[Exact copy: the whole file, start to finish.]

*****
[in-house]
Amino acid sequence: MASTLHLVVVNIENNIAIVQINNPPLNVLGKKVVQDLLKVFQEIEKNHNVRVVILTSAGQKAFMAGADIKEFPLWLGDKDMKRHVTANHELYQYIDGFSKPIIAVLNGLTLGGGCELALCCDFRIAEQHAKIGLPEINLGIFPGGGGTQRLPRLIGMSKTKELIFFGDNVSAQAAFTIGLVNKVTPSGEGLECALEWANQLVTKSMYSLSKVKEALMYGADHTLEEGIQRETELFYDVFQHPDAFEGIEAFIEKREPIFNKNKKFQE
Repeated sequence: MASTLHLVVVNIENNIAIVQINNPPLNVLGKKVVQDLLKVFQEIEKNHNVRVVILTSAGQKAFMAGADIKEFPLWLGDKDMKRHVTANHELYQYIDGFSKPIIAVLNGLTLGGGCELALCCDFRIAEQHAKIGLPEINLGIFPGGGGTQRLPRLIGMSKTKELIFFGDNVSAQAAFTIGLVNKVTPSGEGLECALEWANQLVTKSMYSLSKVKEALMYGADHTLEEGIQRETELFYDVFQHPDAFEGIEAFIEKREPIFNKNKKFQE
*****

[in-house]
Amino acid sequence: MASTLHLVVVNIENNIAIVQINNPPLNVLGKKVVQDLLKVFQEIEKNHNVRVVILTSAGQKAFMAGADIKEFPLWLGDKDMKRHVTANHELYQYIDGFSKPIIAVLNGLTLGGGCELALCCDFRIAEQHAKIGLPEINLGIFPGGGGTQRLPRLIGMSKTKELIFFGDNVSAQAAFTIGLVNKVTPSGEGLECALEWANQLVTKSMYSLSKVKEALMYGADHTLEEGIQRETELFYDVFQHPDAFEGIEAFIEKREPIFNKNKKFQE
Repeated sequence: MASTLHLVVVNIENNIAIVQINNPPLNVLGKKVVQDLLKVFQEIEKNHNVRVVILTSAGQKAFMAGADIKEFPLWLGDKDMKRHVTANHELYQYIDGFSKPIIAVLNGLTLGGGCELALCCDFRIAEQHAKIGLPEINLGIFPGGGGTQRLPRLIGMSKTKELIFFGDNVSAQAAFTIGLVNKVTPSGEGLECALEWANQLVTKSMYSLSKVKEALMYGADHTLEEGIQRETELFYDVFQHPDAFEGIEAFIEKREPIFNKNKKFQE